"Sir, I love your instructional technique. Thank you! My wife can't believe how much progress I've made since watching your videos..I knew when I saw your previews that I could learn from you...hope all is well down under"
Mike F., USA

"Thank you very much for my membership to Figure Drawing Online blog! And thank you for the great lectures! They are exactly what I was looking for!
Your lessons are even better than the lessons that I have visited during my graphic design studies at the University.

Because of your teaching lessons I discovered the figural drawing again for me and I have the feeling to really learn something ... step by step. Thanks for that ;-)

In a few weeks I would like to progress to the Advanced Class."
Nicole K., Germany

"I was so impressed with the clarity of the beginning lecture and the lecture on the torso that I will be ordering all 13 lectures and advanced as they are produced. Great teaching!! I wish I was in Australia!"
Jack from USA


Note: The links in orange are live and have content. The rest is coming soon.

1/ Approach To Drawing – a bit of theory that goes a long way

1.1/ There is no such thing as Multitasking

1.2/ Copying versus Creating

1.3/ The Only 3 Rules

1.4/ Grasping the Complex

2/ The Basic Set–Up

2.1/ Materials – paper, drawing tools...

2.2/ Environment

3/ Drawing Basics

3.1/ Why Standing?

3.2/ How to hold A Pencil

4/ Drawing Practices

4.1/ The Shapes

4.2/ How to Steady the Hand

4.3/ Basic Perspective

4.4/ Foreshortening

4.5/ Imagine It and Draw It

5/ The Drawing magic

5.1/ The building Elements – line, plane, mass and contour lines

5.2 Flick that Light Switch

5.3/ The rule of the Mass – weight, thrust, orientation


Image of a female model and the drawing of her.

I also teach in person – figure drawing, figurative sculpture in clay and figurative sculpture in stone. Attending a class in person has it's advantages. If you wish to do so, find out where and when is the next class held.

Approach To Drawing

I know you are all eager to jump in and start. But before I present some mind bending revelations about figure drawing I want to address the reluctance to believe Everyone Can Learn To Draw some of you may experience. How do I know the ages old method of teaching figure drawing works? From experience. Not having the means to pay for training I had to re–discover the methods that bring results. The rest is just passing it on.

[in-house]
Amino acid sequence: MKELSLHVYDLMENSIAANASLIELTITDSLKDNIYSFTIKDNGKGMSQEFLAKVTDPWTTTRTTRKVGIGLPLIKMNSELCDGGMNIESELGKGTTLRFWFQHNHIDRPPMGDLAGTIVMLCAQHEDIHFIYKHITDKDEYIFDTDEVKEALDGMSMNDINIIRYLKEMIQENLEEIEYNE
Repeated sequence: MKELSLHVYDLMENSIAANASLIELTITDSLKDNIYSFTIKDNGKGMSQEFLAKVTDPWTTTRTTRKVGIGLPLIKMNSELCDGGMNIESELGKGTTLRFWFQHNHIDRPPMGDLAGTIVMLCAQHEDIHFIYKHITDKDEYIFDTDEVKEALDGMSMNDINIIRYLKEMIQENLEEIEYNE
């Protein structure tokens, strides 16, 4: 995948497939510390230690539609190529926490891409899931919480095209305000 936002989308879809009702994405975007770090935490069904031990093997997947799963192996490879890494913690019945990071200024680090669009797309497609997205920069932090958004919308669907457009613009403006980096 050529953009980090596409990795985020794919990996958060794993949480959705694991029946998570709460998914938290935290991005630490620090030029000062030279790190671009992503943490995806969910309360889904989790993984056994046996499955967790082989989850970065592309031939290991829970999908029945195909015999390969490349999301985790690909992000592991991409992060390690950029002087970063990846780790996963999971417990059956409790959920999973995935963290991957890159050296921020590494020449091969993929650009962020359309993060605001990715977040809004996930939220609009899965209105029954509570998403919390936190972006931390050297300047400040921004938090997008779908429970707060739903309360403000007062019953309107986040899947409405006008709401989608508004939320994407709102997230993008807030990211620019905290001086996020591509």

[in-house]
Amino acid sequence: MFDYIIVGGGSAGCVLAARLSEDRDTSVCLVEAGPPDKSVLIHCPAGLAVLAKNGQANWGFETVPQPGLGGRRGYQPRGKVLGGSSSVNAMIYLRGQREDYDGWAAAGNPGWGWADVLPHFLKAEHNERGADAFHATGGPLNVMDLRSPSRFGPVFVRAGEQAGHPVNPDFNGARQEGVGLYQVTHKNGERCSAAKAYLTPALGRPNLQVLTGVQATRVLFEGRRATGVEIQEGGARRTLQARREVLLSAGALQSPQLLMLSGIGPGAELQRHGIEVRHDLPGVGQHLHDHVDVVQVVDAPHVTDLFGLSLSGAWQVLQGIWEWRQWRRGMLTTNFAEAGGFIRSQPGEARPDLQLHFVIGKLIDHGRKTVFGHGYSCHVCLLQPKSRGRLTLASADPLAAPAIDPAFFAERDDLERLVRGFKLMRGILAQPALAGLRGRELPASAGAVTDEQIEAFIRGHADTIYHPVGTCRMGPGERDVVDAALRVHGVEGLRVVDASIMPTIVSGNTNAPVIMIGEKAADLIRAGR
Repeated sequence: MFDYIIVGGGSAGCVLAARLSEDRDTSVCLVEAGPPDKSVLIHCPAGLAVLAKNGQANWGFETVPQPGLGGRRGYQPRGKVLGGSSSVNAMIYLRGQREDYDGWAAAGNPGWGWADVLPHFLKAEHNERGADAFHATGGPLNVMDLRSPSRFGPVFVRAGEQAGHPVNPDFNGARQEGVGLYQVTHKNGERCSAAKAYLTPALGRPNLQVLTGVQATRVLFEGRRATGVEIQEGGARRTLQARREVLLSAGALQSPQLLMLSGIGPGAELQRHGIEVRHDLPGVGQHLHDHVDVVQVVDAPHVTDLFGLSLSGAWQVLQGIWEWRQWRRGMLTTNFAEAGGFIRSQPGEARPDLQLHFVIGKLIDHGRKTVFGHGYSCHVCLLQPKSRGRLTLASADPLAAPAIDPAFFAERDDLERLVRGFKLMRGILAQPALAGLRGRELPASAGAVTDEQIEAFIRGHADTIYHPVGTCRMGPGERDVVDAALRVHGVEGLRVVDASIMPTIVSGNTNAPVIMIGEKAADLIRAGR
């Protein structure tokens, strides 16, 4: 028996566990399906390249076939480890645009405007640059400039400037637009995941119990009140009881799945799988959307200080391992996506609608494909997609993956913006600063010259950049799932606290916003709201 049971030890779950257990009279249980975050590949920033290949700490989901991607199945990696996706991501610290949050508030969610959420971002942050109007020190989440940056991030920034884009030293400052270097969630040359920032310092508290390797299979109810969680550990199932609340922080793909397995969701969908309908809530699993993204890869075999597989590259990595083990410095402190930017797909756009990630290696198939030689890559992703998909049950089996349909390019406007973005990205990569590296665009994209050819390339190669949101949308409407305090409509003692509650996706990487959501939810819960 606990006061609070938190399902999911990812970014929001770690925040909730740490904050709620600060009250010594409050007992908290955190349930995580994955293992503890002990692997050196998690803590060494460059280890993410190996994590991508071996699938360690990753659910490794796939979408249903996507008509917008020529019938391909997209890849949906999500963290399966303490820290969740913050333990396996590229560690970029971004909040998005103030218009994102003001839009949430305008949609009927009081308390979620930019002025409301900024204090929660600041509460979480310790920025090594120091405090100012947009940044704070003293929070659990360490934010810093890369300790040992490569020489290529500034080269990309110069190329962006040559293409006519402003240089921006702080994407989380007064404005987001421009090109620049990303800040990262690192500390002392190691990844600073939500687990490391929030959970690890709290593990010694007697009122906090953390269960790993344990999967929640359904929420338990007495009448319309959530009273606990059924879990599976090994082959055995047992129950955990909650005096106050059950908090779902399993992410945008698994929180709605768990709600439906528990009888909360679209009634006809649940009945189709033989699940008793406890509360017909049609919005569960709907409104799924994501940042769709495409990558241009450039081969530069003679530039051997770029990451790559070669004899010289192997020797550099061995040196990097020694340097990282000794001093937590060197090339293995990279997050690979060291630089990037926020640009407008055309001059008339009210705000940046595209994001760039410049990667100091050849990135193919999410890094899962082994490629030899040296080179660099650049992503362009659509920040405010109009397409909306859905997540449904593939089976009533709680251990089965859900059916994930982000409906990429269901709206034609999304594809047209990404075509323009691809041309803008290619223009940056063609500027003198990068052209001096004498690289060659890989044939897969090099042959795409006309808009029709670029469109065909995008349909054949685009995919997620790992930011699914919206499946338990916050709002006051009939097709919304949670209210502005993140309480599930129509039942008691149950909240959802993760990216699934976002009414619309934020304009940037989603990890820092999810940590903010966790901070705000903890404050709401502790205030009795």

I want to show you examples of student progress in the classes I teach in person.
The "before" image was taken at the end of first session and the "after" at the end of the last session. These students have received only 3 hrs of tuition once a week for 8 weeks. That's 24 hrs of tuition. No more, no less. The knowledge passed on is exactly the same as the one contained in the free drawing tutorials and the paid Figure Drawing Course for beginners on this site. I think the results are staggering. Click on the images to view details.

First example of student progress achieved in 8 weeks

Second example of student progress achieved in 8 weeks

Third example of student progress achieved in 8 weeks

Fourth example of student progress achieved in 8 weeks

If you want to make a difference to your drawing skills, then first you have to experience a few revisions about the popular and unfortunately widely spread incorrect beliefs on drawing.

As a figurative sculptor I rely heavily on my ability to do realistic figure drawing. There was a time when I could not draw if my life depended on it. The thing is, the ability to draw a realistic human figure is not a privilege. It is a learnable skill and anyone with an average eye–hand coordination can master it. Anyone. If you were told that something special had to happen at the precise moment when you were born (getting a talent for drawing while someone else was getting a talent for business) in order to master the pencil, it's time to stop limiting yourself.

So, how does one get from not knowing anything at all about figure drawing all the way to being comfortable and confident in making creative decisions on a sheet of paper. It’s easier than you think and even if you have drawn for a while, you might be surprised to know that the all elusive convincing result is much closer than you believe.

To change the thinking that the ability to draw the human figure is a gift, let’s have a look at the difference between art and craft. The term “Artist” did not exist in the form it is understood today until mid 16 century. The giants who came before this time – Donatello, Giotto, Alberti, Brunelleschi, Ghiberti.... to mention only a few only from Italy and only from Middle Ages, were all tradespeople. The painters, the sculptors, the architects, all of them. They used realistic figure drawing as a preparatory medium to work out the composition, the proportions, expressions and the design of the figures populating their work. Recognising drawing as the bases of all creative work they taught this craft to all apprentices (right after cleaning the studio and waiting on the master) by getting them to follow a certain set of rules.